Niceno-Constantinopolitan Creed


A profession of the Christian faith, which is accepted by the Catholic Church, the Eastern Churches separated from Rome, and by most Protestant Churches. It is more complete than the Apostles’ Creed and expresses explicitly the consubstantiality of Jesus Christ with God the Father, which the Arians denied, and the Divinity of the Holy Ghost, which the Macedonians rejected. It received its name from the false assumption that it is an amplification of the Nicene Creed which was supposed to have originated at the First Council of Constantinople in 381. However, it antedates the Council by several years. In the 11th century Rome approved of the insertion into it of the word “Filioque” (and of the Son), which declared against the Greeks that the Holy Ghost proceeds from both Father and Son. This creed has found a place in the Ordinary of the Mass.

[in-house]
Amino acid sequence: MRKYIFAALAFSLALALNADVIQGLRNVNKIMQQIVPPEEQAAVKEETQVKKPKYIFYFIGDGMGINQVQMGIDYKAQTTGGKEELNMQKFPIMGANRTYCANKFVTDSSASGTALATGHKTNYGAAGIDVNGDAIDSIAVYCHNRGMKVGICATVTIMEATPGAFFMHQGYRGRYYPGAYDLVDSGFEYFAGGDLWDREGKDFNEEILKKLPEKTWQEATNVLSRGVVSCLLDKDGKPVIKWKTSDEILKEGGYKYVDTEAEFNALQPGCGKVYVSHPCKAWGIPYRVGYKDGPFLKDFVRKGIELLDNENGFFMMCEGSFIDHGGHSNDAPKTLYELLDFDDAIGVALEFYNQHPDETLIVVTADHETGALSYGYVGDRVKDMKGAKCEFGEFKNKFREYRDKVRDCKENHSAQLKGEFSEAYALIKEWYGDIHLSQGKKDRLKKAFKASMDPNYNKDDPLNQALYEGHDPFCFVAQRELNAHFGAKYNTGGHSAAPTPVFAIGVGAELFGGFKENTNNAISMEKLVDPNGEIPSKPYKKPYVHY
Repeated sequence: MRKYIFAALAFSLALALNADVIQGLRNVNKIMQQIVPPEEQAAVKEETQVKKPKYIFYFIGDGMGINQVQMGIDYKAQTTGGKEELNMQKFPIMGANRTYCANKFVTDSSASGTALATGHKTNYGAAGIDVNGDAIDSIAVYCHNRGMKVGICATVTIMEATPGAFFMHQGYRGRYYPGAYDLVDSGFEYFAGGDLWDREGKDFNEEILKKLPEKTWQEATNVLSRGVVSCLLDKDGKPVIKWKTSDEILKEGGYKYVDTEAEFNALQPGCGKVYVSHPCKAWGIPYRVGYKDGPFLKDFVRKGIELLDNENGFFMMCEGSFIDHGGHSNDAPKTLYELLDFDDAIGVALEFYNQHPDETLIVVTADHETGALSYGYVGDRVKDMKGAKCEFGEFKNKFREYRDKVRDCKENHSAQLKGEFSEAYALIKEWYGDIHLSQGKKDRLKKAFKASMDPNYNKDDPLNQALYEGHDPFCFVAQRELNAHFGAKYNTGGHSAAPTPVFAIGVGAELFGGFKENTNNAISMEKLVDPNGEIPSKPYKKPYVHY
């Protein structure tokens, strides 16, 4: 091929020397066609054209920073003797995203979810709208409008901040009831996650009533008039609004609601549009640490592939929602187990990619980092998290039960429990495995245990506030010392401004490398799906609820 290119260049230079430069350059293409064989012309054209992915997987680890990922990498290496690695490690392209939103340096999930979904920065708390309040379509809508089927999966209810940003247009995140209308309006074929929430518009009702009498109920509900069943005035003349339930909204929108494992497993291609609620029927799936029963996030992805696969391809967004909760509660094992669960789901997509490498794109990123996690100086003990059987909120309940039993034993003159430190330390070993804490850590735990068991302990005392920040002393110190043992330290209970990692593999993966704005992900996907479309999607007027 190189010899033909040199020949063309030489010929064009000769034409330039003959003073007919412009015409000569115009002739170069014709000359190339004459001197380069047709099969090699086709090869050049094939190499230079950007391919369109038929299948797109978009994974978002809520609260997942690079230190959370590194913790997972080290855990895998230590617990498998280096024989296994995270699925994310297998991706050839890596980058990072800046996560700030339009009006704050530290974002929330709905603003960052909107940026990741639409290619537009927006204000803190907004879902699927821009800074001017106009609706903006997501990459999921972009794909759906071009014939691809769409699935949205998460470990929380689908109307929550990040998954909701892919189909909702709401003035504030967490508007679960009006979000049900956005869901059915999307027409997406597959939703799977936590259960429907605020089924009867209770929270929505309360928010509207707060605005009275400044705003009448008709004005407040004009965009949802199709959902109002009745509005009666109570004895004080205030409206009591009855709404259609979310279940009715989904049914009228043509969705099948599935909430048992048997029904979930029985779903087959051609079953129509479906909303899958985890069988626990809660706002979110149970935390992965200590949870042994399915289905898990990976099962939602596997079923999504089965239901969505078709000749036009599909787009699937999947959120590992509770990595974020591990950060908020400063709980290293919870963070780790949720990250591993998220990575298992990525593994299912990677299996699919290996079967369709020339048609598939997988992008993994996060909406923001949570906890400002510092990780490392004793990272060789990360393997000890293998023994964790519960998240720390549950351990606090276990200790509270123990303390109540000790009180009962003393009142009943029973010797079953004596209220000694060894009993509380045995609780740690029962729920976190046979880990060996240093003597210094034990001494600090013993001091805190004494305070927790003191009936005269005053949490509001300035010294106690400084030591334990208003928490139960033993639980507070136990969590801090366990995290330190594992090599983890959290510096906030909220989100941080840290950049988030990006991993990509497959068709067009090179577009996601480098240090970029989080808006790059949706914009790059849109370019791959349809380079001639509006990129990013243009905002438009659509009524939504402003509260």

MLA Citation

  • “Niceno-Constantinopolitan Creed”. New Catholic Dictionary. CatholicSaints.Info. 19 August 2010. Web. 20 January 2019. <>